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Lamar presents “Twelfth Night”

Twelfth Night
Taylor Bell, left and Tyler Rooney rehearse a scene for "Twelfth Night," March 29 in the University Theatre. UP photo by Aliya Robertson.

Lamar University’s department of theatre and dance will present “Twelfth Night,” April 8-10 at 7:30 p.m., and April 11 at 2 p.m. in the University Theatre.

William Shakespeare’s play follows a love triangle between three sailors — Olivia, Cesario and Orsino. However, Cesario is actually Viola, a maiden disguised as a man.

The show’s themes of change and acceptance are relevant to many people’s lives, guest director Alan Brincks said.

“I hope (audiences) take away a different appreciation, not only for Shakespeare, but also for how things change over time, and how we can honor the past and where we’ve came from, while continuing to move forward at the same time,” he said.

The show also deals with the complexities of sexuality, Tyler Rooney, who plays Toby and Orsino, said.

“You have Viola, who is portraying herself as a man, Cesario,” he said. “Orsino falls in love with Viola, but he doesn’t acknowledge it because he thinks she’s a man. You realize that who a person is, fundamentally, is more important than what they are.”

"Twelfth Night"

Tyler Rooney, left, and Janely Alvarez

rehearse a scene for "Twelfth Night,"

March 29 in the University Theatre.

UP photo by Aliya Robertson.

Because of COVID, the show has been limited to six actors with each portraying two characters.

“We have six actors playing all the roles, so they’re flipping back and forth between characters,” Brincks said. “Some of them are even playing different-gendered characters.”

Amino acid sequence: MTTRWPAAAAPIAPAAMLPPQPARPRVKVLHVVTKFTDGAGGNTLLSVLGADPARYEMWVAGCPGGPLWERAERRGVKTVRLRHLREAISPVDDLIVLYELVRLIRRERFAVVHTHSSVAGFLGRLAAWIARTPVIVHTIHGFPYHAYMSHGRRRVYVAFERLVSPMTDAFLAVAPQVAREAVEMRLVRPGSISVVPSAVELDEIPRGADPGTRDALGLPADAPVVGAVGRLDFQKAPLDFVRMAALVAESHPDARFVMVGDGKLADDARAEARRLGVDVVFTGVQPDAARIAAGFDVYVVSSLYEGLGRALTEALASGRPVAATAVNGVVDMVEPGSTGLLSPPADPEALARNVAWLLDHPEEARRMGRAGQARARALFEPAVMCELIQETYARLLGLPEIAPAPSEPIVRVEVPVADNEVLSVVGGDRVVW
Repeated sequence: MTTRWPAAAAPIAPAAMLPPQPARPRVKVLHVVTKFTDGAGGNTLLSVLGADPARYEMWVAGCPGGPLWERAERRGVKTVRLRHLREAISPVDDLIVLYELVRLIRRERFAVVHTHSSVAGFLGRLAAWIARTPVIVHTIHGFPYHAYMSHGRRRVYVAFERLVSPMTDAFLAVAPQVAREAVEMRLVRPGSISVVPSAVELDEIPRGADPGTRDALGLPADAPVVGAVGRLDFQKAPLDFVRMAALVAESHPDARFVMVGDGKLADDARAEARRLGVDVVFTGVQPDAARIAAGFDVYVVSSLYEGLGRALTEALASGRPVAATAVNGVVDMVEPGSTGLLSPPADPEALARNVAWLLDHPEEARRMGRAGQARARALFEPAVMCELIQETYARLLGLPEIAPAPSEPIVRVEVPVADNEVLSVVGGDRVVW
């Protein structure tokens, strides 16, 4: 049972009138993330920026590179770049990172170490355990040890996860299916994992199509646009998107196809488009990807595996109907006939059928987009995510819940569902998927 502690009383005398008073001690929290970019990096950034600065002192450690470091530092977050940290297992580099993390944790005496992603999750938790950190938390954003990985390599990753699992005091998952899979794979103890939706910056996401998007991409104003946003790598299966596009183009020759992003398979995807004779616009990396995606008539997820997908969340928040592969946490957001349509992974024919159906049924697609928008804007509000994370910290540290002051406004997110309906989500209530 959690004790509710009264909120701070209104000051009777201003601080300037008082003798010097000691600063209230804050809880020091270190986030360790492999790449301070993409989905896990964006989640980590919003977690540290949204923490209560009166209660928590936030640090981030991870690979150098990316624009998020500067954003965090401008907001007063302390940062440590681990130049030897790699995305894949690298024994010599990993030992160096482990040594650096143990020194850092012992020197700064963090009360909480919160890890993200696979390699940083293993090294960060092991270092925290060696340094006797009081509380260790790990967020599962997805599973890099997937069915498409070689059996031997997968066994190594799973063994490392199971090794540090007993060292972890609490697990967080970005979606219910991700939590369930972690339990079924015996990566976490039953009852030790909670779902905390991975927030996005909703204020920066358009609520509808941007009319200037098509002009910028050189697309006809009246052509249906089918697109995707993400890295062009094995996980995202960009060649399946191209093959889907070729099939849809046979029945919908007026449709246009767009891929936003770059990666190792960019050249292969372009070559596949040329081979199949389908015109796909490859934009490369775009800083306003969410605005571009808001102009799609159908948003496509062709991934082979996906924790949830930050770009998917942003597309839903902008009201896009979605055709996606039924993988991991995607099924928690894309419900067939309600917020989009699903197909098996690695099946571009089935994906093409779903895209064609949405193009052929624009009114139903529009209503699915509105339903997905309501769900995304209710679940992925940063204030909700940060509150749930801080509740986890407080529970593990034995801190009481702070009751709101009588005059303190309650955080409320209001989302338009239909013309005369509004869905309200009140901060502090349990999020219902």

The ability to portray two characters at once is a skill the actors worked hard to perfect, Rooney said.

“There will be some craziness on stage because we will be playing so many characters,” he said. “All the actors have been trying really hard to develop shifts between each character. By the very end, all the characters, technically, have to be on stage at the same time, and that’s where it can start to get confusing.”

COVID has also affected the way the actors rehearsed.

“We’ll get into these long, full-page speeches, and as we’re talking our masks slowly slide down our faces,” Rooney said. “If it gets past our nose and is about to fall past our lips, we’ll have to stop our monologues to pull it back up and then continue.”

Brincks said he would like audience members to keep in mind the importance of dialogue in Shakespearean plays.

“Shakespeare uses a lot more language because he didn’t have the technology to incorporate the visual elements on stage,” he said.” It’s all about the words. It takes a little getting used to, but these actors have done a great job heightening that language so everyone will be able to understand.”

Seating is limited for social distancing, and masks are required for the audience and actors.

Tickets are $10 for LU students, $10 for faculty staff and seniors, and $15 for general admission.

To purchase tickets, visit, or call 409-880-2250.

Twelfth night 2

Guest director Alan Brincks, left works with actors Ashley Galan and Taylor Bell during a rehearsal for "Twelfth Night" in the University Theatre, March 29. UP photo by Aliya Robertson.

Category: Features